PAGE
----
In order to collect the required information, it will be necessary to enter hazardous areas by breaching exploratory lanes into the suspect area. Once the information has been collected and documented, it should be returned to the Mine Action Center to be included in the mine database. This will assist in the preparation of the annual program and the tasking orders that will be provided to demining organizations. These tasking orders will describe in detail what the demining requirements are (area and depth), which kind of resources and how many of them are best to use and how long they are expected to work on the task to address the impact that was defined during the GMAA process.

Sequence for Carrying Out the Technical Survey

Sketch Map 1: Sample map of suspect areas located near a village.

After impacted communities have been ranked in priority order and a selection has been made, the Technical Survey should be carried out to collect sufficient information to enable the demining requirement to be more accurately defined. These demining activities include areas that need to be reduced, cleared and/or marked. Sketch Map 1 (above) shows an example of a village and (4) suspect mined areas within the village boundary. These hazardous areas were identified by interviewing the inhabitants of the village during the National Survey. The identified suspect areas have impact on the villagers or prevent them from living a normal life free from the dangers of mines and UXO.

Sketch Map 2 shows one of the suspect areas and indicates the blockages caused by the presence of mines. The suspect area is blocking access to:

  • Pasture land for grazing. The identified suspect area is right in the middle of agricultural land and at the moment an area of 12,500 m2 is blocked for grazing.

  • Drinking water. The villagers have to walk around the hazardous area, instead of through it, to the spring that supplies the village with drinking water.

  • Powerline. The powerline was damaged in the war, and the area underneath the line would have to be cleared to reconstruct the line and pylons.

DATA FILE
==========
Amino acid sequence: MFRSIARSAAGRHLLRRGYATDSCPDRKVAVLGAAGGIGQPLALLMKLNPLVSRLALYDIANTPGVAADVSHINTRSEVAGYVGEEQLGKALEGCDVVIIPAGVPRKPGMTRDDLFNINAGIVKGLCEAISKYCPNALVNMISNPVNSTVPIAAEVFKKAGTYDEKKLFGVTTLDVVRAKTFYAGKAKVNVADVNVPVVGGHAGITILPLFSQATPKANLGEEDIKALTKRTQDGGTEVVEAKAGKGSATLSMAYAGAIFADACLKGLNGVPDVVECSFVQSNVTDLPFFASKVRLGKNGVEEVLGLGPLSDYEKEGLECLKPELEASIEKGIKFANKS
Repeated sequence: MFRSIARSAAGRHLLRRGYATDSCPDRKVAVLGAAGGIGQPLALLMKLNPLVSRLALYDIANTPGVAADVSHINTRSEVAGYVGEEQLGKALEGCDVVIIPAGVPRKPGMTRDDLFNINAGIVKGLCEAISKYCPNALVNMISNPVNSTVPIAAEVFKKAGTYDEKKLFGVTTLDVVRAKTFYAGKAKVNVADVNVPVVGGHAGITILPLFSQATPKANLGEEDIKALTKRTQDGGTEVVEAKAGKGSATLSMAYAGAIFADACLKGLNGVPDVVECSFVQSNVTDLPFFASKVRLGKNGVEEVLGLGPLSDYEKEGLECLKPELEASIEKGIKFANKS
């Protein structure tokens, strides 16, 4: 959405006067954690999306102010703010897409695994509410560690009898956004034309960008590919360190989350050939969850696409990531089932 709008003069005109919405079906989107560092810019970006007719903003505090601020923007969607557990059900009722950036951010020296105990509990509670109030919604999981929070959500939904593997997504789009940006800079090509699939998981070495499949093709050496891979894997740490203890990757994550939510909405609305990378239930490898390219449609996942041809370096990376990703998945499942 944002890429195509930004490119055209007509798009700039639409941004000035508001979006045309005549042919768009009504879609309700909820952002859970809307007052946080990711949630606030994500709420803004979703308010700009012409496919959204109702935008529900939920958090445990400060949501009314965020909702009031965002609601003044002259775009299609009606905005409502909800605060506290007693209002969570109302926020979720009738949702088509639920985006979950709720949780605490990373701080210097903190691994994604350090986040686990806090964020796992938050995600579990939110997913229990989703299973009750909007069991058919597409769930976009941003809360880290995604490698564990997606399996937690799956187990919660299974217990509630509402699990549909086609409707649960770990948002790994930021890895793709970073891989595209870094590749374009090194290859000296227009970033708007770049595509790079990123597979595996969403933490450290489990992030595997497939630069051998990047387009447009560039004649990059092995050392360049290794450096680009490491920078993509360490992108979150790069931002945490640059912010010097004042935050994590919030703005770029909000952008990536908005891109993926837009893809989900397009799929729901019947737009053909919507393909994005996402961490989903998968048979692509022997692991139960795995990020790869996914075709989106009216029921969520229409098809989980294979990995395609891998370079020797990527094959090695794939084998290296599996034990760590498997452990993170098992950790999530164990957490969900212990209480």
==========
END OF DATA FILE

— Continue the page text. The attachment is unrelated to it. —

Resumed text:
Sketch Map 2:
Blockages caused by mine presence in a suspect area.

The next step in the process should be to plan, prepare for and execute the Technical Survey. As previously stated, the aim of the survey is "to collect sufficient information to enable the clearance requirement to be more accurately defined and for the subsequent clearance operation to be conducted in a safe, effective and efficient manner."

Using the road and the already defined benchmark as the starting point, one should analyze the blockages caused by the mines, and then propose solutions to address how these blockages can be eliminated through marking, reducing and/or clearing the areas concerned. This initial planning is done before carrying out the Technical Survey, and it is done by analyzing all available information and preparing an initial plan. The survey is then focused on collecting the correct information that would allow such a final plan to be devised. Explanatory breaching lanes into the suspect area should also be planned. The purpose of these lanes is to allow safe access into the suspect area in order to collect specific information that can be used to develop a detailed plan for the site. The number and location of these lanes will depend on the information requirements. There could be a number of solutions to remove the impact in this particular case. One possibility would be to treat the areas as follows: